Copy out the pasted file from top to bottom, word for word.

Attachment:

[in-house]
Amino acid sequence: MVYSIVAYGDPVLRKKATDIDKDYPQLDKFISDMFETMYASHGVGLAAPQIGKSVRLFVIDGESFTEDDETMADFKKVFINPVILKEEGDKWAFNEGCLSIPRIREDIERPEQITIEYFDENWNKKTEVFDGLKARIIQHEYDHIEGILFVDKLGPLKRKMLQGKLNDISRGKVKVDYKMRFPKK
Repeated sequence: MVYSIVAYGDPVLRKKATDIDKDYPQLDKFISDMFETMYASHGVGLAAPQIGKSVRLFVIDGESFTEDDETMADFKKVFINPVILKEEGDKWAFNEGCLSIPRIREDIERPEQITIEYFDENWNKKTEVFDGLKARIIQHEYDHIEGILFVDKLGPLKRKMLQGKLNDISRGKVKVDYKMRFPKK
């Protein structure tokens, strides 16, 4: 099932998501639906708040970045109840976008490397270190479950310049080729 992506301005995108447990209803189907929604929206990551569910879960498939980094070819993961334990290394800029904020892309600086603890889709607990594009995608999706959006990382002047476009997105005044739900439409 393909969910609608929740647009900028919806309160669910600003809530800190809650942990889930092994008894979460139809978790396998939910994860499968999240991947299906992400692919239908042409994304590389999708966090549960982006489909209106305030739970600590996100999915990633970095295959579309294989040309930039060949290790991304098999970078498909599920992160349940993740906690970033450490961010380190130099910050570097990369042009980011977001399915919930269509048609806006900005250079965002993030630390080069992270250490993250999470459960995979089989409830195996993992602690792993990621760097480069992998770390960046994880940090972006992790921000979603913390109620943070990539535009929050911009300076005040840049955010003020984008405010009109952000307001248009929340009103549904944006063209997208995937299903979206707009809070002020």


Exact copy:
[in-house]
Amino acid sequence: MVYSIVAYGDPVLRKKATDIDKDYPQLDKFISDMFETMYASHGVGLAAPQIGKSVRLFVIDGESFTEDDETMADFKKVFINPVILKEEGDKWAFNEGCLSIPRIREDIERPEQITIEYFDENWNKKTEVFDGLKARIIQHEYDHIEGILFVDKLGPLKRKMLQGKLNDISRGKVKVDYKMRFPKK
Repeated sequence: MVYSIVAYGDPVLRKKATDIDKDYPQLDKFISDMFETMYASHGVGLAAPQIGKSVRLFVIDGESFTEDDETMADFKKVFINPVILKEEGDKWAFNEGCLSIPRIREDIERPEQITIEYFDENWNKKTEVFDGLKARIIQHEYDHIEGILFVDKLGPLKRKMLQGKLNDISRGKVKVDYKMRFPKK
């Protein structure tokens, strides 16, 4: 099932998501639906708040970045109840976008490397270190479950310049080729 992506301005995108447990209803189907929604929206990551569910879960498939980094070819993961334990290394800029904020892309600086603890889709607990594009995608999706959006990382002047476009997105005044739900439409 393909969910609608929740647009900028919806309160669910600003809530800190809650942990889930092994008894979460139809978790396998939910994860499968999240991947299906992400692919239908042409994304590389999708966090549960982006489909209106305030739970600590996100999915990633970095295959579309294989040309930039060949290790991304098999970078498909599920992160349940993740906690970033450490961010380190130099910050570097990369042009980011977001399915919930269509048609806006900005250079965002993030630390080069992270250490993250999470459960995979089989409830195996993992602690792993990621760097480069992998770390960046994880940090972006992790921000979603913390109620943070990539535009929050911009300076005040840049955010003020984008405010009109952000307001248009929340009103549904944006063209997208995937299903979206707009809070002020």